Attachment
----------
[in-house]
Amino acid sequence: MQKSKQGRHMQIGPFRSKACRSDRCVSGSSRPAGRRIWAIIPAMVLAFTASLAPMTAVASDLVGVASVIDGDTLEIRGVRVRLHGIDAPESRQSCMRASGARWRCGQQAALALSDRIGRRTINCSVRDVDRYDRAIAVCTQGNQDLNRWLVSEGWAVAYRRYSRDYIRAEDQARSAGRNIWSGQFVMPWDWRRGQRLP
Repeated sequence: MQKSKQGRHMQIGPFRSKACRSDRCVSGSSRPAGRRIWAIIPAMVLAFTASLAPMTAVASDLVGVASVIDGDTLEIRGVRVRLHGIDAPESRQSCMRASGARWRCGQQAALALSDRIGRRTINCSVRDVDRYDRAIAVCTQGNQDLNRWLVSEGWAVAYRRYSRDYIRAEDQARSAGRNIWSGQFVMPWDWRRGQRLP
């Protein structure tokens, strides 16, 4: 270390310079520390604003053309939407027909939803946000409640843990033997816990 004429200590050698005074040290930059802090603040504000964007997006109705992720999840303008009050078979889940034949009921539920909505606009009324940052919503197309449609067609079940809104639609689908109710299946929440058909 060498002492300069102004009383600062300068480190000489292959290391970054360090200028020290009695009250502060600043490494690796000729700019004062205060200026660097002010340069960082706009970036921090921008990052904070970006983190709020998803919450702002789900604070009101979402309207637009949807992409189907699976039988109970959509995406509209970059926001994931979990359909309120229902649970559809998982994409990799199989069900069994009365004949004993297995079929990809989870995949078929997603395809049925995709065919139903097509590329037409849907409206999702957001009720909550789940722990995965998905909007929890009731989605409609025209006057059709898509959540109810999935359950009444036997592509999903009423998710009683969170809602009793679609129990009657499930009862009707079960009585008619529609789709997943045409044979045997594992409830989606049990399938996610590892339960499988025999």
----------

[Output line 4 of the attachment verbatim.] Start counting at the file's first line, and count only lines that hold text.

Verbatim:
């Protein structure tokens, strides 16, 4: 270390310079520390604003053309939407027909939803946000409640843990033997816990 004429200590050698005074040290930059802090603040504000964007997006109705992720999840303008009050078979889940034949009921539920909505606009009324940052919503197309449609067609079940809104639609689908109710299946929440058909 060498002492300069102004009383600062300068480190000489292959290391970054360090200028020290009695009250502060600043490494690796000729700019004062205060200026660097002010340069960082706009970036921090921008990052904070970006983190709020998803919450702002789900604070009101979402309207637009949807992409189907699976039988109970959509995406509209970059926001994931979990359909309120229902649970559809998982994409990799199989069900069994009365004949004993297995079929990809989870995949078929997603395809049925995709065919139903097509590329037409849907409206999702957001009720909550789940722990995965998905909007929890009731989605409609025209006057059709898509959540109810999935359950009444036997592509999903009423998710009683969170809602009793679609129990009657499930009862009707079960009585008619529609789709997943045409044979045997594992409830989606049990399938996610590892339960499988025999």